Strong Consumer Protections

It is vitally important to ensure consumer protections in the design of Medicaid ACOs. While this list is not exhaustive, below are a few key priorities.


Does your state Medicaid ACO program do the following?

  • Establish policies and procedures for complying with the federal law, including the the Americans with Disabilities Act (ADA) and the Mental Health Parity and Addiction Equity Act (MHPAEA).

  • Ensure that policies are in place to protect consumers’ health information when they transition from one ACO to another.

  • Implement policies to protect consumers and ensure continuity of care in case the ACO faces financial losses or closure

    • In Massachusetts, organizations that want to take on financial risk must certify to the Department of Insurance that they have sufficient capital and reserves to do so.

Enrollment Attribution

In an ACO model, patients are attributed to an ACO and a specific provider within an ACO.  Advocates should ensure that consumers have the opportunity to proactively opt into the program or that the state is moving in that direction to ensure choice.

Does your state Medicaid ACO program do the following?

  • Provide consumers with the opportunity to proactively opt in to the program.

  • Prohibit lock-in periods that prevent consumers from leaving an ACO.

  • Clearly describe the process for opting out of attribution to an ACO and remaining in traditional fee-for-service.

  • Provide consumers with comprehensive, accessible information about attribution that explains what an ACO is and what it means to be attributed to one. Including:

    • Information about what it means to affirmatively opt into an ACO and a choice between ACOs if there is more than one ACO operating in a given area.

    • The rights and protections of ACO participants.

    • Details about the provider network, such as language spoken by providers, details about the pediatric network, the network for substance use disorders and mental health providers, including the specific type of service, and information about physical accessibility.

    • Present information in culturally and linguistically appropriate ways. Take the health literacy levels of consumers and their caregivers into account.

Grievances and Appeals

A robust grievance and appeals system is an important component of an ACO. Does your state Medicaid ACO program do the following?

  • Have a formal grievance and appeals system that is easily understandable and accessible online and on paper for consumers and caregivers.

  • Provide comprehensive information to consumers on their rights related to grievances and appeals. This includes how to file a grievance, who to file with, and if there are consumer assistance programs like an ombudsman that will assist them through the process.

  • Provide continuation of service provision in the same amount, duration and scope during appeals.

  • Establish mechanisms to track grievances, and maintain records of all grievances received. This information should be aggregated, analyzed for patterns of problems that show a need for policy or practice change, publicly reported, and shared with the ombudsman and oversight agencies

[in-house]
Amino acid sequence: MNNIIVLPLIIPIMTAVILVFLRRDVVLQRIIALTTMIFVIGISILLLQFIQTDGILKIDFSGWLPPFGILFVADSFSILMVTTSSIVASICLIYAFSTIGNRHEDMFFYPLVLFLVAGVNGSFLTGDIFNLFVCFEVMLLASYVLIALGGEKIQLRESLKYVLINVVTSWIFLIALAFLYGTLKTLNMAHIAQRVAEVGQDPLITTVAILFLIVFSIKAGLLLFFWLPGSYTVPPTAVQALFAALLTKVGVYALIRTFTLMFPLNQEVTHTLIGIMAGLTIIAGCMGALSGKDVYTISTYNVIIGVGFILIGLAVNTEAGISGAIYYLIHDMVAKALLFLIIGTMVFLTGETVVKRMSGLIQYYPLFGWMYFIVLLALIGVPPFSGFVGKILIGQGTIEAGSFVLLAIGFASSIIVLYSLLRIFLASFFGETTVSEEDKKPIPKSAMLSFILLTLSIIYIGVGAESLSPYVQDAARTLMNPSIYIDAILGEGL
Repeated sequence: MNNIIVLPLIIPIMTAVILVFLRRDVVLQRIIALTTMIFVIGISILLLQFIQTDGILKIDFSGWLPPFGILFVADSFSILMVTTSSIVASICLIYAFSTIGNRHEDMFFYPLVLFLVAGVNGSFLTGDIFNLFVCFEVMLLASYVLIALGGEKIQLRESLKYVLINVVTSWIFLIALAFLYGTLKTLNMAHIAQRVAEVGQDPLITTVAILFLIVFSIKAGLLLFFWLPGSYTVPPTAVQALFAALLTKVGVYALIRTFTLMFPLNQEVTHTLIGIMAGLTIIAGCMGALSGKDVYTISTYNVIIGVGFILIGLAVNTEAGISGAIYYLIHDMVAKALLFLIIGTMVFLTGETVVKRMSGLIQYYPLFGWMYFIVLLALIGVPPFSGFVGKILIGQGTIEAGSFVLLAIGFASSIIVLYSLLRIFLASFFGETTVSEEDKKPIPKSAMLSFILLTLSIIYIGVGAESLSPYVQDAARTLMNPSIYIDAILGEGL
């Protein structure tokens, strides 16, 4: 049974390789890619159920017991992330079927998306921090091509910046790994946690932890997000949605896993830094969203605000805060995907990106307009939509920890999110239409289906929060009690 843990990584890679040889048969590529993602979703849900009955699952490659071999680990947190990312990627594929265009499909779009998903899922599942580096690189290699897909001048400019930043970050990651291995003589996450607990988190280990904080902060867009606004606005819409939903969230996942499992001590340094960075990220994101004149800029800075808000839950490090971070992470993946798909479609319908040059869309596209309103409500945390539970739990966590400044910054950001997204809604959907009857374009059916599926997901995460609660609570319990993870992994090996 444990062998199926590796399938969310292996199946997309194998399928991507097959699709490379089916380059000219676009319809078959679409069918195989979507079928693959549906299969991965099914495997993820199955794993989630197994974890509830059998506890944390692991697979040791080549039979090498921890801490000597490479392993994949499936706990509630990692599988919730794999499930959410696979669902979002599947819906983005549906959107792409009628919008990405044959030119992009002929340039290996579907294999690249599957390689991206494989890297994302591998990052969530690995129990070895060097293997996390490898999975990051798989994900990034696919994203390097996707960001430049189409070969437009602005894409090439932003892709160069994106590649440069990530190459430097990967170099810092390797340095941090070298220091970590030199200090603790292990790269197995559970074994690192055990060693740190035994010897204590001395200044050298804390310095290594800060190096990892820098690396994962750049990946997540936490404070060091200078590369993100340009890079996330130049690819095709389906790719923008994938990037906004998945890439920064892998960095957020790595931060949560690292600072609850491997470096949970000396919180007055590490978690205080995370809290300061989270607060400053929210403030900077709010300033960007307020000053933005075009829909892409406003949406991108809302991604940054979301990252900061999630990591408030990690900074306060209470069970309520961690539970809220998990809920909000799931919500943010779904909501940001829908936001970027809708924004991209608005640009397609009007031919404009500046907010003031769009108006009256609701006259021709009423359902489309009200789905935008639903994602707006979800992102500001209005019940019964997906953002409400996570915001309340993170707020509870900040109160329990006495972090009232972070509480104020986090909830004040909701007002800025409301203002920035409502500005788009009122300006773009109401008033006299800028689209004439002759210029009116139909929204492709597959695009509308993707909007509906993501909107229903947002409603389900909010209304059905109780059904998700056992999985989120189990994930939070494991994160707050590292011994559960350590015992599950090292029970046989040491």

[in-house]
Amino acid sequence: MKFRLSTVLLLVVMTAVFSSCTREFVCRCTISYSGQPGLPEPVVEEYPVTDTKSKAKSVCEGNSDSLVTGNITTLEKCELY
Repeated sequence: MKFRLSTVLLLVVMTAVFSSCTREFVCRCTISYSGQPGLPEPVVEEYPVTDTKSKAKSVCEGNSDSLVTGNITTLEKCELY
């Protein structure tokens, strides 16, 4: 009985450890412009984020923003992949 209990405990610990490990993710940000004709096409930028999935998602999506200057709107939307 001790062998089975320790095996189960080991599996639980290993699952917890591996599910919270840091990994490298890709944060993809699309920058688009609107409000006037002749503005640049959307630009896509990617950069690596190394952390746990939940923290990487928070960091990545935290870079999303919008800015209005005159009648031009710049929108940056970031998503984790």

• A Vermont  law,  Act 113 of 2016, includes significant ACO-related consumer protections that may serve as a model for other states. The law requires ACOs to maintain a hotline for complaints and grievances; provides members with contact information for the Office of the Health Care Advocate, an organization in Vermont that provides consumer assistance; and requires ACOs to share complaint and grievance information with the Office of the Health Care Advocate at least twice annually.


An ombudsman program is a critical protection for ACO enrollees, and should also provide feedback to the state on systemic issues. Does your state Medicaid ACO program do the following?

  • Contract with and fully fund an independent, conflict-free entity to serve as the ombudsman. This entity could be a community-based organization. .

  • Provide consumers and stakeholders with information on how the ombudsman will function and the criteria by which its success will be measured.

  • Provide sufficient funding to allow the ombudsman to meet the needs of consumers and provide timely trend reports. Require that the ombudsman report to and collect information from state, ACO stakeholders, and consumers. 

    • MassHealth has specific ombudsman programs for different health care plans, including its Medicaid ACO, assisted living, community care, and long-term care plans.

  • Ensure the ombudsman is trained in the requirements of mental health and substance use parity, the Americans with Disabilities Act, and other anti-discrimination laws and regulations.

Does your state ombudsman do the following?

  • Provide accurate and up-to-date information for members on how to navigate the ACO enrollment process, and troubleshoot issues with enrollment and provision of care.

  • Coordinate with other entities and individuals in the community and within provider organizations, including enrollment assisters, who already provide enrollment and provider navigation assistance to members.

  • Track and report systemic issues, report data in real time, and conduct outreach and training for members about their rights and responsibilities. Reporting should be stratified by race, ethnicity, primary language, gender identity, sexual orientation and disability status to track system-wide trends that identify and measure gaps in service.

  • Track and document an enrollee's case from start to final outcome, and report aggregated data to ACO advisory bodies and the state. This data should also be presented in the form of a public-facing dashboard that provides objective comparisons of enrollee complaints, resolutions and outcomes across ACOs.


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